Have you ever been at the dog park and seen two dogs get in a fight? Or heard of a dog that viciously attacked another dog “out of nowhere?” In reality, dogs give plenty of signs of fear or aggression before things escalate to a fight—signs that often go undetected or get overlooked.

Dogs obviously do not speak English but they do have their own communication cues that you as a pet parent are responsible for learning. Being in tune with your furry friend’s communication signals will help prevent problems and may even save your pet’s life—of the life of another pet your dog might attack.

You may know some classic cues, like raised hair on the back or baring teeth, but did you know hiding behind your legs is a problem, too?

*Note: this is NOT a paid endorsement. All opinions are our own.

Does your dog howl or hide when 4th of July fireworks go off? Does he cower when thunderstorms hit? Does he dread the car and even have accidents on car rides? Can he not stand when you leave his side and destroy things while you’re gone?

If you answered yes to any of these questions, the ThunderShirt might be for you.

yellow dog wearing a thundershirtWe’ve already detailed how the ThunderShirt works but if you’re planning on using the shirt for the first time this 4th of July, make sure you know how you should act when fireworks go off.

Did you know you shouldn’t yell at your dog for barking? ThunderShirt offers some training tips on their website to use with the shirt.

We also consulted The Pooch Coach, trainer Beverly Ulbrich, for tips on dealing with 4th of July noises. Here’s what she suggests:

By: Kyle McKay, Guest Writer

Everyone is unique. We each have our own likes, dislikes, personality and comfort zone.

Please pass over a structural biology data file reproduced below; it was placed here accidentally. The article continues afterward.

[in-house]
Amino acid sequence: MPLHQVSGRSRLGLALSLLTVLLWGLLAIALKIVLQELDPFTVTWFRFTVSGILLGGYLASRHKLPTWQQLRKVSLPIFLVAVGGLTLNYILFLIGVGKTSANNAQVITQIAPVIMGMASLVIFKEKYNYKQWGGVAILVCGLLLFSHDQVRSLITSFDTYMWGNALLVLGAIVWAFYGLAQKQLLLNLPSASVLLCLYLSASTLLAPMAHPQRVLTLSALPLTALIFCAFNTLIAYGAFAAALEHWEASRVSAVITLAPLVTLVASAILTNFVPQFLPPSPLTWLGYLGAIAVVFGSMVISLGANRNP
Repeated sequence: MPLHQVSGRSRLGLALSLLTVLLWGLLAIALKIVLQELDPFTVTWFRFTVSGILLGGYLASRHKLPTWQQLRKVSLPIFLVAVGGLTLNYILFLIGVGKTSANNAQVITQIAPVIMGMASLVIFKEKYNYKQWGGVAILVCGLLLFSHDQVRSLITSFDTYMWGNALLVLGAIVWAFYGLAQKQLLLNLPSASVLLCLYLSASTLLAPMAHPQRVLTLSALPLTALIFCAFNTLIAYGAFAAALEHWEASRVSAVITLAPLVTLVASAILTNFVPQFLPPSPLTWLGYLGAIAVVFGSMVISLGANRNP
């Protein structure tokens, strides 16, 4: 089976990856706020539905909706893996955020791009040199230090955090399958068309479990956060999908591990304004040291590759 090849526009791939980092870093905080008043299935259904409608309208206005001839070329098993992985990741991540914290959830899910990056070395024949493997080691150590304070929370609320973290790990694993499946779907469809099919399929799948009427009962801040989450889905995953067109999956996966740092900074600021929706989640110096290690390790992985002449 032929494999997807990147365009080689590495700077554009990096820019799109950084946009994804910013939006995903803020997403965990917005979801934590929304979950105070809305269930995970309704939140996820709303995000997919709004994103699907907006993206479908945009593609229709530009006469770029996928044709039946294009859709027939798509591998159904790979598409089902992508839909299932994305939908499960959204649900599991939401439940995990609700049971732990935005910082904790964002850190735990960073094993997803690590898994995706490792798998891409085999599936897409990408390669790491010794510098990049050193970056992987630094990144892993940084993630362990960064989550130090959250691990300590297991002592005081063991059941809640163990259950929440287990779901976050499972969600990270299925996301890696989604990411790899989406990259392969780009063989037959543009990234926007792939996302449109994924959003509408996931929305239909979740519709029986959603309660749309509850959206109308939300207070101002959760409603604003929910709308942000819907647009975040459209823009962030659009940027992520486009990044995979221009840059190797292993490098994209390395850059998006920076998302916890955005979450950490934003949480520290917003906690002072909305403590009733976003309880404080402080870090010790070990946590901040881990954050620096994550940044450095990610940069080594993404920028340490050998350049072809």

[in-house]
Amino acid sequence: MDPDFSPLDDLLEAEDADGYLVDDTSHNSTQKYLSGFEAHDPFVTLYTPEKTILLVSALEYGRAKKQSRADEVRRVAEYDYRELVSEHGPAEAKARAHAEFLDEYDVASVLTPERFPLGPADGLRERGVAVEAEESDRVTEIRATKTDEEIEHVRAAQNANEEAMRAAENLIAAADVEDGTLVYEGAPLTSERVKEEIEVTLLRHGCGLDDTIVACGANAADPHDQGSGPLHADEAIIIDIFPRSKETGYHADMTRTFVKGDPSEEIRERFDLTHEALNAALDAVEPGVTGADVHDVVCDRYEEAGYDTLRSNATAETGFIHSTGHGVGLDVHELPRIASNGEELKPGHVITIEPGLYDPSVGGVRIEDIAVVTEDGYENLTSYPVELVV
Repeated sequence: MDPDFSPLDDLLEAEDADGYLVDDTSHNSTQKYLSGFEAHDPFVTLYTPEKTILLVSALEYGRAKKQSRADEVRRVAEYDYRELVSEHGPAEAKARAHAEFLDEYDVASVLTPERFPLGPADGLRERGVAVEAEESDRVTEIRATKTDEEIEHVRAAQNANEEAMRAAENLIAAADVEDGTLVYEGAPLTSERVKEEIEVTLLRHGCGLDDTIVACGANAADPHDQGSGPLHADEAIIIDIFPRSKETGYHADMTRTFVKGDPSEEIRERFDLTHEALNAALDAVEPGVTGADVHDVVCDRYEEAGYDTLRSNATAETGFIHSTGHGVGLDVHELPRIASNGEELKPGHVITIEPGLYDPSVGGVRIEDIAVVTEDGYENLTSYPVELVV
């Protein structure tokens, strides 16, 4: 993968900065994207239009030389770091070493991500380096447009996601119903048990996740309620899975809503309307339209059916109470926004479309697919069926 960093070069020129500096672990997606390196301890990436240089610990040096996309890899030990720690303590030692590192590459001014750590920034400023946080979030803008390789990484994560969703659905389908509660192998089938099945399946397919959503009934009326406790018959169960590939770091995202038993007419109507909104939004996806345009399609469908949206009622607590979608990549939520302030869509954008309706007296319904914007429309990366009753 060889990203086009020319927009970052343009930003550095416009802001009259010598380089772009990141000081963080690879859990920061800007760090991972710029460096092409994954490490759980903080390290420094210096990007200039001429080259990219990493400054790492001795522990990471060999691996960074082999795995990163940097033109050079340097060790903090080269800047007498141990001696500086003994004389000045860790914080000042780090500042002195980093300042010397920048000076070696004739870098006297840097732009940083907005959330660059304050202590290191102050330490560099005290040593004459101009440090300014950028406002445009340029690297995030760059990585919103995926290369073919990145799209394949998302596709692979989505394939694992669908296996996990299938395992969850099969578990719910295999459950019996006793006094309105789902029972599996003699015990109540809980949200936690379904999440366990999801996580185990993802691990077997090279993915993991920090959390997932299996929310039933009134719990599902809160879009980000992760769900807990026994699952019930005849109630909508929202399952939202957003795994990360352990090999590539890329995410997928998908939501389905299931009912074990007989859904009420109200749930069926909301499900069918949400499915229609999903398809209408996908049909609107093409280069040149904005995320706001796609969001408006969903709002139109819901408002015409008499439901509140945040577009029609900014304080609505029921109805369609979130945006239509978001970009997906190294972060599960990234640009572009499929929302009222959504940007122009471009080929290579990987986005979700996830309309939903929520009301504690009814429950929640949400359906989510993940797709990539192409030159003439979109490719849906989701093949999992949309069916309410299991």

Dogs also have these character traits but sometimes, it’s hard to remember that when meeting a dog for the first time.

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Sometimes dogs get spooked and need space from humans and/or other dogs. Usually a tail tuck or a dog hiding behind its owner are clues the dog needs space.

Some canine companions are incredibly friendly. They’ll run to you with a furiously wagging tail, practically begging you to pet them and play with them. This scenario is often a default expectation among most people when encountering an unfamiliar dog in public.

But it’s important to know this is not always the case. And even if your dog is friendly, that doesn’t mean every dog the two of your encounter will be, too.

Just like humans, some dogs need a little more space than what people expect. A dog may be a bit skittish and leery around new animals or people. But how do you know when this is the case?

We’ve been bringing you her expert tips here at Yellow Dog Blog and now our training expert is the official trainer of San Francisco USPS mail carriers on how to deal with aggressive dogs.

Beverly Ulbrich visited the main mail-sorting facility March 21 to lead two talks to a group of postal carriers before they headed out on their daily routes.

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Beverly talked about how fear is the driving force for why dogs attack.